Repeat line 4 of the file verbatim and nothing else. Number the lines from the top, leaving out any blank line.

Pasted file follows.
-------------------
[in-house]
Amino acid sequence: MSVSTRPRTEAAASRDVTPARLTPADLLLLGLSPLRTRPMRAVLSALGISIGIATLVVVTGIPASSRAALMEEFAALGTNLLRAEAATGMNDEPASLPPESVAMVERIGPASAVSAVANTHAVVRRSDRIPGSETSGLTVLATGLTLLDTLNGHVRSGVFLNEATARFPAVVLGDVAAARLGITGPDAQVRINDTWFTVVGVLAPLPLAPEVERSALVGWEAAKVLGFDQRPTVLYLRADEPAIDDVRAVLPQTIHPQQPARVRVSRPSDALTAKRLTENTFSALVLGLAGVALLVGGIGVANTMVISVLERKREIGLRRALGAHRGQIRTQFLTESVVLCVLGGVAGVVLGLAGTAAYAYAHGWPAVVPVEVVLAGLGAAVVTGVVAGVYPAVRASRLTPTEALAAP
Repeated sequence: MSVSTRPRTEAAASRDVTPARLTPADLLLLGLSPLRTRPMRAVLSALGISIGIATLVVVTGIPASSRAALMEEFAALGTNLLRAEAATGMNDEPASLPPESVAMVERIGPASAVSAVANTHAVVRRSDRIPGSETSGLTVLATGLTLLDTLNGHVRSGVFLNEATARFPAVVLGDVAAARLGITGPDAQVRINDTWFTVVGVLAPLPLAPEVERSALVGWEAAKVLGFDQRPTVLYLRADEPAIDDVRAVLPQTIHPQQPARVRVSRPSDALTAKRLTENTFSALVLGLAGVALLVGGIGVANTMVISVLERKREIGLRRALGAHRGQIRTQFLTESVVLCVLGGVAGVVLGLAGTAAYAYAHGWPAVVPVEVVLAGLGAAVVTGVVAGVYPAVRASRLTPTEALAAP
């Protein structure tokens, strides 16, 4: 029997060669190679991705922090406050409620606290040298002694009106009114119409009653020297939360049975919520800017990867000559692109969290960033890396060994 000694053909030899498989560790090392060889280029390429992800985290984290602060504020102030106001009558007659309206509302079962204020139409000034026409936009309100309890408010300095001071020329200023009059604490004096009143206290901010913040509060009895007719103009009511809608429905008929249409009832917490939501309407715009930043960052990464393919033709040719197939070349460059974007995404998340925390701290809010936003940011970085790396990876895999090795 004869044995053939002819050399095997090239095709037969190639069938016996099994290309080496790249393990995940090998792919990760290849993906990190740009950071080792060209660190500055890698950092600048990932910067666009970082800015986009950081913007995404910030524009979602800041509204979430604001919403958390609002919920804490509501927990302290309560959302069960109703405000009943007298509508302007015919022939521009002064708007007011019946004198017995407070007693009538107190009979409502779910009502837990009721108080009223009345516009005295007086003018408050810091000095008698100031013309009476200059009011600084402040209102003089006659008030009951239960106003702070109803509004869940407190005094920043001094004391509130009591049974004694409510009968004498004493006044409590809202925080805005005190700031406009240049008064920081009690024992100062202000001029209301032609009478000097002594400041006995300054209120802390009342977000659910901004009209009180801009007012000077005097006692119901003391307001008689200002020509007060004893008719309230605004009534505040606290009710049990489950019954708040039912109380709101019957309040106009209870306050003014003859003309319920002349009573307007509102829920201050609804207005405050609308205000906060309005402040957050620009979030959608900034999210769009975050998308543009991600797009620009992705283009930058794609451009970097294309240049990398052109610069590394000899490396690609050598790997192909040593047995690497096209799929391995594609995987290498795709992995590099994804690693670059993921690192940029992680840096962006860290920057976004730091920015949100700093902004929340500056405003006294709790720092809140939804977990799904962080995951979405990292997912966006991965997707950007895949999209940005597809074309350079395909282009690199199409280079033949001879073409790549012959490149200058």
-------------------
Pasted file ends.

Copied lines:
């Protein structure tokens, strides 16, 4: 029997060669190679991705922090406050409620606290040298002694009106009114119409009653020297939360049975919520800017990867000559692109969290960033890396060994 000694053909030899498989560790090392060889280029390429992800985290984290602060504020102030106001009558007659309206509302079962204020139409000034026409936009309100309890408010300095001071020329200023009059604490004096009143206290901010913040509060009895007719103009009511809608429905008929249409009832917490939501309407715009930043960052990464393919033709040719197939070349460059974007995404998340925390701290809010936003940011970085790396990876895999090795 004869044995053939002819050399095997090239095709037969190639069938016996099994290309080496790249393990995940090998792919990760290849993906990190740009950071080792060209660190500055890698950092600048990932910067666009970082800015986009950081913007995404910030524009979602800041509204979430604001919403958390609002919920804490509501927990302290309560959302069960109703405000009943007298509508302007015919022939521009002064708007007011019946004198017995407070007693009538107190009979409502779910009502837990009721108080009223009345516009005295007086003018408050810091000095008698100031013309009476200059009011600084402040209102003089006659008030009951239960106003702070109803509004869940407190005094920043001094004391509130009591049974004694409510009968004498004493006044409590809202925080805005005190700031406009240049008064920081009690024992100062202000001029209301032609009478000097002594400041006995300054209120802390009342977000659910901004009209009180801009007012000077005097006692119901003391307001008689200002020509007060004893008719309230605004009534505040606290009710049990489950019954708040039912109380709101019957309040106009209870306050003014003859003309319920002349009573307007509102829920201050609804207005405050609308205000906060309005402040957050620009979030959608900034999210769009975050998308543009991600797009620009992705283009930058794609451009970097294309240049990398052109610069590394000899490396690609050598790997192909040593047995690497096209799929391995594609995987290498795709992995590099994804690693670059993921690192940029992680840096962006860290920057976004730091920015949100700093902004929340500056405003006294709790720092809140939804977990799904962080995951979405990292997912966006991965997707950007895949999209940005597809074309350079395909282009690199199409280079033949001879073409790549012959490149200058």